What am I willing to trade?
With all the news about data breaches and the latest revelations about the social media platform to rule them all - Facebook - I’ve been doing a bit of soul searching. And the question I keep coming back to is: What am I willing to trade?
When it comes to trading actual dollars, hard cash money for things, I tend to stop, think, and ask questions like:
- Is this of value to me?
- Will this make my life or someone else’s life better?
- Is what I am getting worth the dollars that I am trading?
- Who is this business that I am supporting with my dollars?
But with the ease of interacting online, I must admit I often forget about the transacting part of the equation. Make no mistake, Facebook, Instagram, Twitter, and others, are not free. But rather than primarily transacting in your dollars, they are transacting in your data.
You are making a trade - your information for the ability to connect, share, and tell your story in the digital world. Every like, every follow, every photo, every connection, every comment - it’s all data. Their revenue models all depend on your willingness to trade your data, so that they can, in turn, sell companies advertising spots, which can then be targeted to you based on your interactions. This is no big secret. It’s simply how it works.
The question then comes down to this: Is the trade you are making worth it to you, personally? Let’s also be clear, the social media platforms are heavily invested in making your experience relevant to you because, yes, the more time you spend interacting with their platform, the more ads that can reach you.
If you’re like me, you’ve whiled away more than one afternoon getting sucked into the vortex of social media, mindlessly scrolling away, clicking random emojis to show your approval or disapproval, reading articles that catch your eye, and generally just staring at your phone as if it holds the answers to the mysteries of the universe. What’s worse, and I hate to admit this, but when I’ve posted, I’ve often become downright obsessed to see if someone has liked or commented on what I had to say or share.
So now not only am I trading my data, but I am trading my time.
Sadly, I’ve been to dinner with Cowboy or friends and found myself unable to leave my phone alone, or waiting at an appointment or riding in the car and neurotically scrolling and clicking. It’s like a drug - a little adrenaline rush to see if someone has interacted online. Each time I’m rewarded with a brief little fix. But it doesn’t last, and ultimately I want more.
I justify my social media habit by saying things like, “But it’s a great way to keep up with friends, see pics of their cats and dogs.” Or even better, “But I have to do it to gain followers for my blog.”
So now I’ve traded my data, my time, and real life experiences with actual humans in front of my face for online ones.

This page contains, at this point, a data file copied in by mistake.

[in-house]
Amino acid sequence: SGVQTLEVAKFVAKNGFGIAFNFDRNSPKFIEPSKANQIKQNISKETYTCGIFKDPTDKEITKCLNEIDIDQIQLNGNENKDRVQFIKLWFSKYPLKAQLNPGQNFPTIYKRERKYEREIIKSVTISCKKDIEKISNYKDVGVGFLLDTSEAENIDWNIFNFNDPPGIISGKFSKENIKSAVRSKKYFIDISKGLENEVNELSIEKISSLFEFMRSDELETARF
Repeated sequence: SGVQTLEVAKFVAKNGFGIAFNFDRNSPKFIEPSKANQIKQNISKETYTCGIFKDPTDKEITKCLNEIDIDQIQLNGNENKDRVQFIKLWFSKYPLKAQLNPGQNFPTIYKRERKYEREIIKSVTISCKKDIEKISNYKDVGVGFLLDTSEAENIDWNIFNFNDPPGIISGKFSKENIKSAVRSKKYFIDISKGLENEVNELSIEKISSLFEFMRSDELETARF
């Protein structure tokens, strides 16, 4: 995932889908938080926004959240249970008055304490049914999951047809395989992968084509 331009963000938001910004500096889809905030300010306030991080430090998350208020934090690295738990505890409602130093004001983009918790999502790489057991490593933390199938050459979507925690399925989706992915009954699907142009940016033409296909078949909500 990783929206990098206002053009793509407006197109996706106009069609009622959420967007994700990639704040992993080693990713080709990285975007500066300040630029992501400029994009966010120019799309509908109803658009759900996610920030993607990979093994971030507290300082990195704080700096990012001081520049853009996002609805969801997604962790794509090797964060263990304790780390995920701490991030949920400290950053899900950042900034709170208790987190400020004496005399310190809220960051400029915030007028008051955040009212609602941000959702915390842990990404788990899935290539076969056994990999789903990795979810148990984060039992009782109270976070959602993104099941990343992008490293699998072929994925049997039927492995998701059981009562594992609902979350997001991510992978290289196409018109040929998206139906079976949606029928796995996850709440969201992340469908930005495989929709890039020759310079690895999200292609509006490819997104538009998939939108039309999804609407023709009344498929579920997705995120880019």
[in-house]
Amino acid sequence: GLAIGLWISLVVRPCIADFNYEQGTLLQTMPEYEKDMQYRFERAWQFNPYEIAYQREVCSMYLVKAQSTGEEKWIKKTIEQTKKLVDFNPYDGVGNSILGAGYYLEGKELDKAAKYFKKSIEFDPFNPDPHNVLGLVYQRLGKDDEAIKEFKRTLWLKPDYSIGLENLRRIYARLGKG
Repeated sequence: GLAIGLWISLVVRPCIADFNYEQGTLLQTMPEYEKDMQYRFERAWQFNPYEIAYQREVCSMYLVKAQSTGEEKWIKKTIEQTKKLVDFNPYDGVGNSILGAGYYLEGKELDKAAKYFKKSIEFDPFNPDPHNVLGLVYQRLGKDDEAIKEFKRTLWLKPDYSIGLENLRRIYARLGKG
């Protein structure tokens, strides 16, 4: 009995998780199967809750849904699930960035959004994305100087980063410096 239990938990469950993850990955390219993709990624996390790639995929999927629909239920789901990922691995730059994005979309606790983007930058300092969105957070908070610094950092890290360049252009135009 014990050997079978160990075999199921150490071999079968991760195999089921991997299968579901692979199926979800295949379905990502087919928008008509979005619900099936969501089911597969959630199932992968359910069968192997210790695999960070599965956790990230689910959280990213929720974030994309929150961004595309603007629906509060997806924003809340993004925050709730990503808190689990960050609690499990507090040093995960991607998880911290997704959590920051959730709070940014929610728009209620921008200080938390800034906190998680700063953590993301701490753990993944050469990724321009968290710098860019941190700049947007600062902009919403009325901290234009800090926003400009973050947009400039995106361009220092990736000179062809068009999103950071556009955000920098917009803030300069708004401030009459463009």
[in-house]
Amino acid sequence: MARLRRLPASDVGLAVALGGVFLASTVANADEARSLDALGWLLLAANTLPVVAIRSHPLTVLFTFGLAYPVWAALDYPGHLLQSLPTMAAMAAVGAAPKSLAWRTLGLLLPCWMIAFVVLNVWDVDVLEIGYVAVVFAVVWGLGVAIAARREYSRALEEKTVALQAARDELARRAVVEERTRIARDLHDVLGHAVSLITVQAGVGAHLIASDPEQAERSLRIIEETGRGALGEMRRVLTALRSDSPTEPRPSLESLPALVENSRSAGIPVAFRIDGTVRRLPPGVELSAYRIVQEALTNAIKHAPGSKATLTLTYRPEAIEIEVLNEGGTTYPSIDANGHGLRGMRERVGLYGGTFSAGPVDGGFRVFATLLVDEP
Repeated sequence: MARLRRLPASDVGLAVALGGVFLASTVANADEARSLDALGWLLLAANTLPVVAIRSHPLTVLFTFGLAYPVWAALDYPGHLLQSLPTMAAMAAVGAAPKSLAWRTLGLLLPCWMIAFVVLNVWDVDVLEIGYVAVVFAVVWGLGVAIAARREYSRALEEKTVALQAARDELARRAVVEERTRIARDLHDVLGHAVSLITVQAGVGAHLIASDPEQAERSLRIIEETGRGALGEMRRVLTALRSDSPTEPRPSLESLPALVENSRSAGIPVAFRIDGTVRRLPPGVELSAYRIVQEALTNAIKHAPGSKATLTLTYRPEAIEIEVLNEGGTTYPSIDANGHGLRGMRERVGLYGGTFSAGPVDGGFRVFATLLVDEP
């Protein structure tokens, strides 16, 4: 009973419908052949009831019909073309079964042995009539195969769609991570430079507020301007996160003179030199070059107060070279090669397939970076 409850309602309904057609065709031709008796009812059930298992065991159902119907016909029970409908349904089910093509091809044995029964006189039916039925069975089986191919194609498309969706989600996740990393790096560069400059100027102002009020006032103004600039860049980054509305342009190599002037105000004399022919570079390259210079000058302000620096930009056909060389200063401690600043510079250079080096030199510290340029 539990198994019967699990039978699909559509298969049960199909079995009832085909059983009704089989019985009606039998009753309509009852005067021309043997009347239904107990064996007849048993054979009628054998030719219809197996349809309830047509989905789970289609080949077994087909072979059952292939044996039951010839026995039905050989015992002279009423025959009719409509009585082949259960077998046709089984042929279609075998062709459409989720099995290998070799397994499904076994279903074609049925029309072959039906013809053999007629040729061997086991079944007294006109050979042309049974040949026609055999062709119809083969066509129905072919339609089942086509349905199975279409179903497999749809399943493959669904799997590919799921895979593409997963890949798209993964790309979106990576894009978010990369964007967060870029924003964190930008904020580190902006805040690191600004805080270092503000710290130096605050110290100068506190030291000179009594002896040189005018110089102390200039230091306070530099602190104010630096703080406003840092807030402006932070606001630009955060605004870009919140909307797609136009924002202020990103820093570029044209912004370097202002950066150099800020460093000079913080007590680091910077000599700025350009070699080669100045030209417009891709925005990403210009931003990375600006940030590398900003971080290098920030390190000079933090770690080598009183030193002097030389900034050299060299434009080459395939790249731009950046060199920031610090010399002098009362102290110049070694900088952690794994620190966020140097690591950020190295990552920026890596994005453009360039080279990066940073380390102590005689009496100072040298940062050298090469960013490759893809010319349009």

And I just don’t know that the trade is truly worth it in the way I have been making it. I’ve let the social media platforms make the rules. I’ve let myself be sucked in and lost. But there is also something important to remember here - this is not about going backward. I’m not looking for some let’s-make-the-world-great-again-solution. Social media is here to stay, so the question is how do we make it work for us instead of us working for it?
And if we are being honest, social media does good things too. It’s great to see friends’ photos of their growing families. It’s inspiring to cheer people on as they strive for their fundraising goals. It’s positively fun to watch small businesses and crafters and makers of all kinds flourish.
For me, I’ve had to dig deep and do some soul searching for what is and isn’t important to me. Being present with Cowboy, friends, and family is tops. I’ve also gone through my social media profiles and removed a tremendous amount of data, like following a bazillion pages and made sure my privacy settings help me to connect when and how I want to. I’ve removed apps from my phone so that when I interact on social media, it’s an active choice to sit down at my computer.
Are the social media giants going to stop trading in data? No, and unless we are all willing to trade actual cold hard cash for their services, we shouldn’t expect it. After all, despite their lofty vision statements about connection, they are businesses. and businesses have to stay afloat - which means they are about making money. And there’s nothing wrong with that, as long as you know what you are willing to trade.
Can you still find me on social media? Yes, but more often than not you’ll find me on the farm living my real life.
Tammy Ammon is a Somervell County resident, blogger, farmgirl, wife, and mom to a gaggle of fur-kids. She shares her rarely graceful, sometimes challenging, and always hilarious farm life on her blog – myfarmtasticlife.com. Contact her via email at firstname.lastname@example.org.